Upgallery2009 Booth
Art central Hong kong
2017
Winner
Kandinsky Prize
2017
Diffusion: Cardiff International Festival of Photography
Cardiff, UK
2017
FotoFestival Naarden
Naarden, Netherlands
2017
International Festival of Photography of Belo Horizonte
Belo Horizonte, Brazil
2017
Work feature - Publication
Wilderness, Germany (printed)
2017
International Young Artists Project
Daegu, South Korea
2017
XII Krasnoyarsk Bieannale: ''Mir: the village and the world''
the Krasnoyarsk Museum Centre, Krasnoyarsk
2017
"E/T, Skopia Art contemporain"
Geneve, Switzerland
2017
Bienale fotografica Bogota
Bogota, Colombia
2017
Work feature - Publication
Fotocult, Italy (printed)
2017
"Lost Horizon" & "Restricted Areas" - Solo show
UP Gallery, Hsinchu City, Taiwan
2017
"Motherland" - Solo show
Kehrer Galerie, Berlin, Germany
2017
"Lost Horizon" - Solo show
Pechersky Gallery, Moscow, Russia
2017
Ritual series - Duo show
Cembalo gallery, Arte Fiera, Bologna, Italy
2017
Photo Week, Gulf Photo Plus
Dubai, UAE
2017
"The Big Unknown" - Duo show with Mara Sánchez-Renero (MX)
ALMANAQUE, Mexico City
2017
"Restricted Areas" - Solo show
Anzenberger Gallery, Vienna
2017
Proyecta 2017
Madrid, Spain
2017
Danila Tkatschenko's photographic fire art provokes the Russians
NZZ, Zürich Switzerland
2017
"Home in flames"
Tages-Anzeiger, Zurich, Switzerland
2017
"Lost Horizon" text
The Calvert journal, London,UK
2017
Interview
Lomography, Vienna Austria, Europe
2016
"Restricted Areas" - Solo show
Fotogalerie Friedrichshain, Berlin
2016
"Restricted Areas" - Solo show
Skopia art contemporain, Geneva, Switzerland
2016
"Restricted Areas" - Solo show
Rencontres d'Arles, Fr.
2016
ALMANAQUE Booth - Group show
Zona Maco Foto, Mexico City
2016
"Jupiter XL" - Group show
ALMANAQUE, Mexico City
2016
SI FEST
Emilia-Romagna, Italy
2016
'On Behalf of Baboushka''
Russiantearoom gallery and curating agency, Paris, FR
2016
New East Photo Prize - Group show
Saint Petersburg, Russia
2016
Shortlist
New East Photo Prize
2016
"Escape" - Solo show
Blue Sky Gallery, Portland
2016
Power and Architecture
Calvert 22 Foundation, London
2016
"Restricted Areas" - Solo show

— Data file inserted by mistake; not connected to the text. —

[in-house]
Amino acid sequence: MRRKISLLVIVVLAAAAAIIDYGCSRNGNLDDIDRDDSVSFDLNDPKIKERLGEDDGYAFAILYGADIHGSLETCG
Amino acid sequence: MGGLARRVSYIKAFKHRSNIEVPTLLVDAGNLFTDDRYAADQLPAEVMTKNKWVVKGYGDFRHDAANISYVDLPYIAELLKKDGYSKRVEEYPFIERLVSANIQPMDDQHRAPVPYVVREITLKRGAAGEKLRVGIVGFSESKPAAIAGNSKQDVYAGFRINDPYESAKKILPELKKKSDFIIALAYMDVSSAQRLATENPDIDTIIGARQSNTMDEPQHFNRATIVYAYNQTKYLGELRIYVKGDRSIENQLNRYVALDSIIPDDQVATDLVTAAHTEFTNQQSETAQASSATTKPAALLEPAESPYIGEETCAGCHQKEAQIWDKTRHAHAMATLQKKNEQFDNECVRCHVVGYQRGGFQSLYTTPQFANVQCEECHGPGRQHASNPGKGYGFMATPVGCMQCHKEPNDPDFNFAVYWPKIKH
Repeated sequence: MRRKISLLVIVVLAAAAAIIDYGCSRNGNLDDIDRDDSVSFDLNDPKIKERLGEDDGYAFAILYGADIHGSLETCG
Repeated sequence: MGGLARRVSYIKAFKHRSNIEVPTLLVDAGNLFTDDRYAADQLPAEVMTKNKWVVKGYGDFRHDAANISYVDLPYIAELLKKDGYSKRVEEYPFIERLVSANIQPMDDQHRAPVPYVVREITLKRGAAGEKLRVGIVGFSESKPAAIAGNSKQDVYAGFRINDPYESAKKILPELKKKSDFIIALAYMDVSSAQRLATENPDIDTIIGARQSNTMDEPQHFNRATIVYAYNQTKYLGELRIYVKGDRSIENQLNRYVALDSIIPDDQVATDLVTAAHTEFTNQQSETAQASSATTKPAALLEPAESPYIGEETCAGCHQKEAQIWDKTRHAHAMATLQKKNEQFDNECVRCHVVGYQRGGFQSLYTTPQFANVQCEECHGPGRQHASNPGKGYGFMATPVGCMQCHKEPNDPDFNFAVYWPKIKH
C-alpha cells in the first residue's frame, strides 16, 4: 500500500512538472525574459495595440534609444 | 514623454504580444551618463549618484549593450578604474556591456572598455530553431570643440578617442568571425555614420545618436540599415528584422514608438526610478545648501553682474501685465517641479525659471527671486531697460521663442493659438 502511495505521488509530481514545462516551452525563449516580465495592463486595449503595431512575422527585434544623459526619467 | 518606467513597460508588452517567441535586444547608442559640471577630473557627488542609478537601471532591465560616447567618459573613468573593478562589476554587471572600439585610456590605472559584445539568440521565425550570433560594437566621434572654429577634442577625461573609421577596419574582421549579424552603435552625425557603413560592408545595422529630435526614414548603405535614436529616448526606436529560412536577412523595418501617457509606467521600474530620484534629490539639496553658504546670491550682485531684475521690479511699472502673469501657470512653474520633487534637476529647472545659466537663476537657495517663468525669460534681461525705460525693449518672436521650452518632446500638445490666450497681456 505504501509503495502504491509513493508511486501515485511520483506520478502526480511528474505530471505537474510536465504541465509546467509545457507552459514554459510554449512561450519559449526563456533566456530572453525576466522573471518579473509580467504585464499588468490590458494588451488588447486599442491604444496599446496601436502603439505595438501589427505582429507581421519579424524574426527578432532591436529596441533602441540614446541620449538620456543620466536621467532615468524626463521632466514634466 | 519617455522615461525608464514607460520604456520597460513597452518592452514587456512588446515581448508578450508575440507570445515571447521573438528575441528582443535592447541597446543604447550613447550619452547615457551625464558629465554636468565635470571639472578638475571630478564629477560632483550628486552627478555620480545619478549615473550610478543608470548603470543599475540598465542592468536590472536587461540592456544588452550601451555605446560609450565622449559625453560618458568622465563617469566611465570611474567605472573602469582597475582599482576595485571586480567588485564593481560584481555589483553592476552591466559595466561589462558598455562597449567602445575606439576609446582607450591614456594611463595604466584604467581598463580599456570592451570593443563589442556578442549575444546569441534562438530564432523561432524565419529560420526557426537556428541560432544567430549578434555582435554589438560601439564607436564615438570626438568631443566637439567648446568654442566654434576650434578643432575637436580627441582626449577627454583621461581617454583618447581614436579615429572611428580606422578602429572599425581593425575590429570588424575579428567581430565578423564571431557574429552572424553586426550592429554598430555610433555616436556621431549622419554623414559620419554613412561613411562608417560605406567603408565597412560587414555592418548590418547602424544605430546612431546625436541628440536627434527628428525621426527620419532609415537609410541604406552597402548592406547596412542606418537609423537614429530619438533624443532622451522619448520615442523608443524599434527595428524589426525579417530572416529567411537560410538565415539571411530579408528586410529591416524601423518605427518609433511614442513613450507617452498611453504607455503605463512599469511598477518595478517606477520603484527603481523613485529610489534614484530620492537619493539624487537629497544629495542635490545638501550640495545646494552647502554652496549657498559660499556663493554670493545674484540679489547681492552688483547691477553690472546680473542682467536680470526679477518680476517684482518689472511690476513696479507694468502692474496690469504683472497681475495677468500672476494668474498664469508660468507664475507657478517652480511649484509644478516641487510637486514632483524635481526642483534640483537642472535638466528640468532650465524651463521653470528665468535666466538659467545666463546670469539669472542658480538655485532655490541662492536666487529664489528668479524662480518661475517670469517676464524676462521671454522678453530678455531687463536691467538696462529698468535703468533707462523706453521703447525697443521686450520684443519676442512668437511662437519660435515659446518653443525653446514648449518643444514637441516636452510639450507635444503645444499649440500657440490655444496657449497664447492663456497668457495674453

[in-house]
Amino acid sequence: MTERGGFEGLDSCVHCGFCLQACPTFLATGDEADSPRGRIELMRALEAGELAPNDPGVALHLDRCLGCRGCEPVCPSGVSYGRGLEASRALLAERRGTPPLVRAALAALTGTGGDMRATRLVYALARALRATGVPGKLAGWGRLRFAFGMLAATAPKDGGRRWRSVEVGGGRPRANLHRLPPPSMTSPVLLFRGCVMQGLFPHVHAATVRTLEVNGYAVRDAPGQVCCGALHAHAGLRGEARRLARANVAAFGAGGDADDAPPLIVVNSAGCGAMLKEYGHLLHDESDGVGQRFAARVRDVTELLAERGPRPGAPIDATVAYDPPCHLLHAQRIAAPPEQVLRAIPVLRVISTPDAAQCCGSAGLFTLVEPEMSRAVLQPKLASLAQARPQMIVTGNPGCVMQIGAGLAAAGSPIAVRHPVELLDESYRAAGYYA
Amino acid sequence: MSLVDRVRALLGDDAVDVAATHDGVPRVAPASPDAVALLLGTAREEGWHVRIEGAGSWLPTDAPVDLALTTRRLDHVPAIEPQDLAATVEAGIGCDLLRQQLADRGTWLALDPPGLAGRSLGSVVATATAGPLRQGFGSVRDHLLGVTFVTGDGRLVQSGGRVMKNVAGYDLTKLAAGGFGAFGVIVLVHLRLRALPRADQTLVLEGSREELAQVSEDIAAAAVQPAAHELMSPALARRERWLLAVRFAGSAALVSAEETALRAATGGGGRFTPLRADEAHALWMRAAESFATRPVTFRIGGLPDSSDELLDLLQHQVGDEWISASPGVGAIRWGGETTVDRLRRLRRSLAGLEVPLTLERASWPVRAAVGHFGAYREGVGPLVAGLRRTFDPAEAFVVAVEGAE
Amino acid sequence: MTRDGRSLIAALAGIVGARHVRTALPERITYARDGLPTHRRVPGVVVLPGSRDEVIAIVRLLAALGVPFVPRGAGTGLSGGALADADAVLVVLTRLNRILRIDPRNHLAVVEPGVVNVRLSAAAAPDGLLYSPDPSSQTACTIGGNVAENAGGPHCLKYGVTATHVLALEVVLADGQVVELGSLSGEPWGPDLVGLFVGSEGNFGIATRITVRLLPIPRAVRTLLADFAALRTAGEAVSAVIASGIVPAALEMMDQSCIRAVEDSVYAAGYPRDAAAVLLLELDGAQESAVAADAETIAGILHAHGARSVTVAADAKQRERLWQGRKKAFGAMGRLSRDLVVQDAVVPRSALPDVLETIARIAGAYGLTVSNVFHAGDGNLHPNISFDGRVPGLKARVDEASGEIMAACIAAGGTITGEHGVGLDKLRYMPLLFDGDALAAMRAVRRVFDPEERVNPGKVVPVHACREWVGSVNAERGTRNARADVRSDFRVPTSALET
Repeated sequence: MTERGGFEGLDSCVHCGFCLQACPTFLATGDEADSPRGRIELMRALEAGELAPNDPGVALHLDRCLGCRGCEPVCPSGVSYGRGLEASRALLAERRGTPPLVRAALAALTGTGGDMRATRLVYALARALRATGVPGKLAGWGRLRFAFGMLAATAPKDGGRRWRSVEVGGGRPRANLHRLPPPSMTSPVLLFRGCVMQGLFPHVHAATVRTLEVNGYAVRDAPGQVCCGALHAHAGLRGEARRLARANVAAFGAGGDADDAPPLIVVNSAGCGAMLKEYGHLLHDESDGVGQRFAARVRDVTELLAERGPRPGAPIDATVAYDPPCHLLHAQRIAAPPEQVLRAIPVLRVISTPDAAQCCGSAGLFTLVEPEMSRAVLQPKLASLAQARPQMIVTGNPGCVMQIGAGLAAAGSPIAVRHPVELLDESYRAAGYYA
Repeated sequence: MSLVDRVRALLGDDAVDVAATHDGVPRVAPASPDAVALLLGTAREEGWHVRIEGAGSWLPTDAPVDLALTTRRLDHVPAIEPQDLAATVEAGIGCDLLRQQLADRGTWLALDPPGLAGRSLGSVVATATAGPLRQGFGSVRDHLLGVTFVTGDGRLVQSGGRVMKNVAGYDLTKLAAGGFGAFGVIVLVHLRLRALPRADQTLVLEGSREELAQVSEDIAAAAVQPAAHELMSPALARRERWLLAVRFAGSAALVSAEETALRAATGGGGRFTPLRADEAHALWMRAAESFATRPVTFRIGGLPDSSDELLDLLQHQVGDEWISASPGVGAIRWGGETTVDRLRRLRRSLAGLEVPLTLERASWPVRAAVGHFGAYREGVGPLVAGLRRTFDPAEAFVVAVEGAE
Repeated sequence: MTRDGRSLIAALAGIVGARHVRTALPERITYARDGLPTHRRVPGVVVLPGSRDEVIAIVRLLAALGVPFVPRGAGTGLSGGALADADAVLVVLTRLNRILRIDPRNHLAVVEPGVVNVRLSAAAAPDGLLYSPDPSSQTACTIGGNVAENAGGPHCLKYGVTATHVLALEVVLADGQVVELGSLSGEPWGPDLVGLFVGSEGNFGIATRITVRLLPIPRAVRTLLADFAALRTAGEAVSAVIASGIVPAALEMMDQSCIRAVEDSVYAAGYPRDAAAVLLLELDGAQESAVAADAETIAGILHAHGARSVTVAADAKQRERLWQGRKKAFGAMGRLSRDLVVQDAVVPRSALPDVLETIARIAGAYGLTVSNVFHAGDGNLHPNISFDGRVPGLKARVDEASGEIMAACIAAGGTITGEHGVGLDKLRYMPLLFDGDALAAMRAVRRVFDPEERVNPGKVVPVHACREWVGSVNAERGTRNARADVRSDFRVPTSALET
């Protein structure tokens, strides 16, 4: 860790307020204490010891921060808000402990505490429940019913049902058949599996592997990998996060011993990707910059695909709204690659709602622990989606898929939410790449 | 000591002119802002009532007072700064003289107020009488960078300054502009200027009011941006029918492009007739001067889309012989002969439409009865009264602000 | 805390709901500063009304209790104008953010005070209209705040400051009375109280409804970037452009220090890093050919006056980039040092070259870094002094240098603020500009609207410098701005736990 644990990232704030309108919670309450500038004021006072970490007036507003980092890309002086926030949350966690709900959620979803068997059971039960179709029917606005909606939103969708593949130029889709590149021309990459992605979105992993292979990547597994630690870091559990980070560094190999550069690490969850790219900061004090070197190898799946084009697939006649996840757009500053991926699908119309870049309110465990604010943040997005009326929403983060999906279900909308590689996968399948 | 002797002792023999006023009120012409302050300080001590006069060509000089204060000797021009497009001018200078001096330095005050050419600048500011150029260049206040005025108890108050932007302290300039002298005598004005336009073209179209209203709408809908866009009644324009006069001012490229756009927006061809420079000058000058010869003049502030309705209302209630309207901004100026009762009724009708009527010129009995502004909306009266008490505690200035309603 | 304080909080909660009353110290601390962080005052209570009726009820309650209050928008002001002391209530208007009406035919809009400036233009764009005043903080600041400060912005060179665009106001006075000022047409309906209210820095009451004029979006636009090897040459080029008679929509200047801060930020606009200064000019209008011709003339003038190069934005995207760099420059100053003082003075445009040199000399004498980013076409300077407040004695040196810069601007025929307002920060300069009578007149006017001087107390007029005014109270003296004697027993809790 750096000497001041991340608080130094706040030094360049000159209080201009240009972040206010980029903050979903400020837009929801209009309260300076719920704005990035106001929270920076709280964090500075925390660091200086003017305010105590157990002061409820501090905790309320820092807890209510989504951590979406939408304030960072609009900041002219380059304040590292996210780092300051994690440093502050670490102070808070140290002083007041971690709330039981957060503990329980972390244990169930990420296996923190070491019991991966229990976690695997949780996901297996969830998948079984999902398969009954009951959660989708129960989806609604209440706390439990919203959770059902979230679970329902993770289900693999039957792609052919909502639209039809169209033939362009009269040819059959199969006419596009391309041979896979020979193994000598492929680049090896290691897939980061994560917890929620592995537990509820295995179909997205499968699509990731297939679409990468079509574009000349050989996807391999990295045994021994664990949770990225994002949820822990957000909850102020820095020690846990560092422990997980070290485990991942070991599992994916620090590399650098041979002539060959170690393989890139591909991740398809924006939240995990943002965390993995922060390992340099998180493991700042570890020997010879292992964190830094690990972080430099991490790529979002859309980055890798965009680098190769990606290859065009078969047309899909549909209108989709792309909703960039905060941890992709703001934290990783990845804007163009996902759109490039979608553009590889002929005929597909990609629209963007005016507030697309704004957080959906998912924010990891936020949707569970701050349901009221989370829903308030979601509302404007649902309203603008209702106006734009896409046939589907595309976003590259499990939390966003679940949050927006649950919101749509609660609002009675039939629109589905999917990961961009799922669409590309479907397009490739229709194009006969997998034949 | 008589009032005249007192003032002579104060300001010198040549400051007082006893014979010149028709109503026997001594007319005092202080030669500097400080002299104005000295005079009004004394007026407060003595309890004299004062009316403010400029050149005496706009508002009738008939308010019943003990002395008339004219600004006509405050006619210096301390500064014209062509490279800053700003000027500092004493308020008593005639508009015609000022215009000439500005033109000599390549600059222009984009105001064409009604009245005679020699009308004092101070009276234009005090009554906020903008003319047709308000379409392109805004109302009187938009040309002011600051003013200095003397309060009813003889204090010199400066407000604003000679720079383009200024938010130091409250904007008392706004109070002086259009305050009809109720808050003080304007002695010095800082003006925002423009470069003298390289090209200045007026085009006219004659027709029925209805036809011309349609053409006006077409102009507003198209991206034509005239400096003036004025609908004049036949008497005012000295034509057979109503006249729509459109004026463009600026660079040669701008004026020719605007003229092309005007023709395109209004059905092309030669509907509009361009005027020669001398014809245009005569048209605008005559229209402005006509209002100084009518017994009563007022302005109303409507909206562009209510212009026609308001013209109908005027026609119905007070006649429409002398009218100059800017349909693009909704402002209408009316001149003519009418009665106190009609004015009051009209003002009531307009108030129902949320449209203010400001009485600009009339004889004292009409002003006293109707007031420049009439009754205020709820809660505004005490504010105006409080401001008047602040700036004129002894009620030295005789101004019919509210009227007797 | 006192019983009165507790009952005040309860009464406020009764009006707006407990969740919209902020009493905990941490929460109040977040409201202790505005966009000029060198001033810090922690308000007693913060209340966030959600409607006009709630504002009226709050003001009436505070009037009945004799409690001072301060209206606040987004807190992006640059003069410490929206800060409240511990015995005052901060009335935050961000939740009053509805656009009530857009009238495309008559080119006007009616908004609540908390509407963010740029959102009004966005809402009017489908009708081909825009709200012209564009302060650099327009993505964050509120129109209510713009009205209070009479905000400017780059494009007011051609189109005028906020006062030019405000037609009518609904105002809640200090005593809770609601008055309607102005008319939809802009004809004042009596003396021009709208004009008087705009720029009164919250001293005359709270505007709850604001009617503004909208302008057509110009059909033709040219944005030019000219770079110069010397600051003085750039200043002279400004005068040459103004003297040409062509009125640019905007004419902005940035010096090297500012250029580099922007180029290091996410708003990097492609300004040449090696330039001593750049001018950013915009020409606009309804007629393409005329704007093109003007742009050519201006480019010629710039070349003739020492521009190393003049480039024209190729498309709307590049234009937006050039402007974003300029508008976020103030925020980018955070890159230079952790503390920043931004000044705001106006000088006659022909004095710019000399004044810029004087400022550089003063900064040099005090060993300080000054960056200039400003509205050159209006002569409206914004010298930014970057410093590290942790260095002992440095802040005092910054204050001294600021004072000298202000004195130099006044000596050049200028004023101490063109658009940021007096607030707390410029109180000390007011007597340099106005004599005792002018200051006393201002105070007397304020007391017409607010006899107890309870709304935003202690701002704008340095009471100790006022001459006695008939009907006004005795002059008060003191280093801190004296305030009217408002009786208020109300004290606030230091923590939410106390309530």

Kehrer Galerie, Berlin
2016
Riga Photography Biennial  National   
Museum of Art's Arsenāls Exhibition Hall, Riga, Letonia
2016
On Disappearing And For Vanishing  
Tartu Art Museum, Tartu, Estonia
2016
Festival of Political Photography
Finnish Museum of Photography, Helsinki, Finland
2016
Danila Tkachenko. "Restricted Areas" publication
Peliti Associati, Rome / Dewi Lewis Publishing
2016
Portfolio issue 128
LIFE magazine China
2016
"Amazing Photos Of Abandoned Soviet Infrastructure Will Show You The Meaning Of Desolate"
Esquire, Russia
2016
"Snow Ghosts"
RT online, Moscow Russia
2016
Soviet "Graveyard of Technology"
Wired magazine online, Japan
2016
"Amazing Photos of Abandoned Soviet Infrastructure Will Show You the Meaning of Desolate"
Popular Mechanics, New York, NY
2016
"Relics of the Soviet era"
BCC online, London, UK
2016
"The snowy graveyards where soviet subs and planes go to die"
Wired magazine online, San Francisco, CA.
2016
“Nature is probably best for solitude”
The Idea digital magazine, Berlin, Germany
2015
Lacritique.org Award (Winner)
Voies Off, Arles, France
2015
Emerging Photographer Fund Grant Burn Magazine
Magnum Photos. London
2015
Foam Talent Award
Foam Fotografiemuseum Amsterdam
2015
Delhi photo festival
Indira Gandhi National Centre for the Arts, New Delhi, India
2015
IX Krasnoyarsk Book Culture Fair
Krasnoyarsk, Russia
2015
European Publishers Award For Photography
Peliti Associati, Rome / Dewi Lewis Publishing
2015
CENTER Choice Awards
CENTER, Santa Fe. New Mexico. National Endowment for the Arts
2015
LensCulture Exposure Awards  (Winner 1st Place)
LensCulture, Amsterdam
2015
Lensculture Award exhibition at Photo London
Somerset House, London, UK
2015
30 Under 30 Award
Magnum Photos, London
2015
"Restricted Areas" - Solo show
Pechersky Gallery, Moscow. Russia
2015
"Storie Sovietiche" - Group show
Galleria del Cembalo, Rome
2015
Forts and fictions in the Lowlands
Fort Nieuwersluis Museum, Netherlands
2015